Nine peacekeepers killed in northern Mali: UN
Men on motorbikes ambushed a convoy of UN peacekeepers in northern Mali on Friday, UN officials said, killing nine in the deadliest attack yet on the force.
Bamako: Men on motorbikes ambushed a convoy of UN peacekeepers in northern Mali on Friday, UN officials said, killing nine in the deadliest attack yet on the force.
It was the latest in a string of deadly attacks on the peacekeeping force tasked with bringing stability to the West African country following a coup and jihadist offensive, in what has become one of bloodiest UN missions.
The force said in a statement that air support was immediately deployed to secure the area where the attack took place 15 kilometres east of Indelimane in the northern Gao region.
The convoy of troops from Niger was traveling from Menaka to Asongo when the ambush happened this morning, the statement said.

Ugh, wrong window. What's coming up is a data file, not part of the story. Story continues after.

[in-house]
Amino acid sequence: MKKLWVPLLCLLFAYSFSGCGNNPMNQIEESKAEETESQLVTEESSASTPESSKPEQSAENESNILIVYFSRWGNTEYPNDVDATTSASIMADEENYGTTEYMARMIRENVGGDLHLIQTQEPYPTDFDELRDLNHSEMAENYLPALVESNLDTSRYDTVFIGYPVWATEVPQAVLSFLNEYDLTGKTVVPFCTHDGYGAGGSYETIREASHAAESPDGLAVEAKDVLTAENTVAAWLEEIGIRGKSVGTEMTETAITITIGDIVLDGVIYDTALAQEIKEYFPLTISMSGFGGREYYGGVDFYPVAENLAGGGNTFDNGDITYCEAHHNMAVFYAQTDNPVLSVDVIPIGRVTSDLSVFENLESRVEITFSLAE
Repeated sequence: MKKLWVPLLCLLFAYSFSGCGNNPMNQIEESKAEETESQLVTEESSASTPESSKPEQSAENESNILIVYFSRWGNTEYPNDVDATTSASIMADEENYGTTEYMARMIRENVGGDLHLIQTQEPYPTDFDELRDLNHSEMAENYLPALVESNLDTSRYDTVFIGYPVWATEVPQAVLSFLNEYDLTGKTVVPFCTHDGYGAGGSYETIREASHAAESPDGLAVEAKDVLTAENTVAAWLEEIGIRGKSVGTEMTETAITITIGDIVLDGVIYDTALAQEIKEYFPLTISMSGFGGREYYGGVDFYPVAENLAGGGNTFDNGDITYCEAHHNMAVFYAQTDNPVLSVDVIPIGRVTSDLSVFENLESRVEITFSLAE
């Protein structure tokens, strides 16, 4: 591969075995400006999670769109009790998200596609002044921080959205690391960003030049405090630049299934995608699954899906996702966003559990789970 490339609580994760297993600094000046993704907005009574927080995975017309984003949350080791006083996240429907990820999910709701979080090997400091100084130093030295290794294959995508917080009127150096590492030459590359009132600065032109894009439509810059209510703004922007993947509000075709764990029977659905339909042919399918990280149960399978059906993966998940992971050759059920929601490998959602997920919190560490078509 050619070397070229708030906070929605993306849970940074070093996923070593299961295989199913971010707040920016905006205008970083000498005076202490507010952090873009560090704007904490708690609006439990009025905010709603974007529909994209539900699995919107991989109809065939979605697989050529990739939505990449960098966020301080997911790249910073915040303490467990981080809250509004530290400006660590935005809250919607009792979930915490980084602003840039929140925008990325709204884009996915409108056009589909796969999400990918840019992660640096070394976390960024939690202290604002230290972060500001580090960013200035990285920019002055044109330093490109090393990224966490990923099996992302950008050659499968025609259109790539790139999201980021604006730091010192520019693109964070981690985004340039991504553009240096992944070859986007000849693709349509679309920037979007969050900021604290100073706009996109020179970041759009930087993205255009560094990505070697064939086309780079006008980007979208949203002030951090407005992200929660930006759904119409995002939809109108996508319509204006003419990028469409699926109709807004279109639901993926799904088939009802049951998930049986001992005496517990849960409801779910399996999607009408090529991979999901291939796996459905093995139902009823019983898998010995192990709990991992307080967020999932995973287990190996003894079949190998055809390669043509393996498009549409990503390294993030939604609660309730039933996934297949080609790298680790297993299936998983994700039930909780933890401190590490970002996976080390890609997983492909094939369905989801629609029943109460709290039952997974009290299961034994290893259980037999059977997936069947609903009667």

The attackers were carrying heavy arms, said Olivier Salgado, a spokesman for the force, known as MINUSMA. "This is the deadliest attack that MINUSMA has suffered since the beginning of the mission," he said. "The toll is rather serious."
Although there were initially thought to be troops wounded in the attack, a UN peacekeeping official said there were no injuries. He spoke on condition of anonymity because he was not authorised to speak publicly on the matter.
The official said the ambush raises to 30 the death toll for the peacekeeping operation, which was established by the UN Security Council in April 2013.
Last month, a roadside bomb killed five peacekeepers and wounded several other Chadian troops near the embattled city of Kidal. Mines killed five other peacekeepers last month.
Northern Mali fell under control of Tuareg separatists and then al Qaeda-linked Islamic extremists following a military coup in 2012. A French-led intervention last year scattered the extremists, but some remain active and there have been continued bursts of violence.
UN troops are now trying to stabilise the north, and peace talks have begun between the Malian government and Tuaregs. In late June, the force comprised of 11,200 military personnel and 1,440 international police.
But as French troops have drawn down, the situation has become "intolerable," UN peacekeeping chief Herve Ladsous told reporters on Saturday.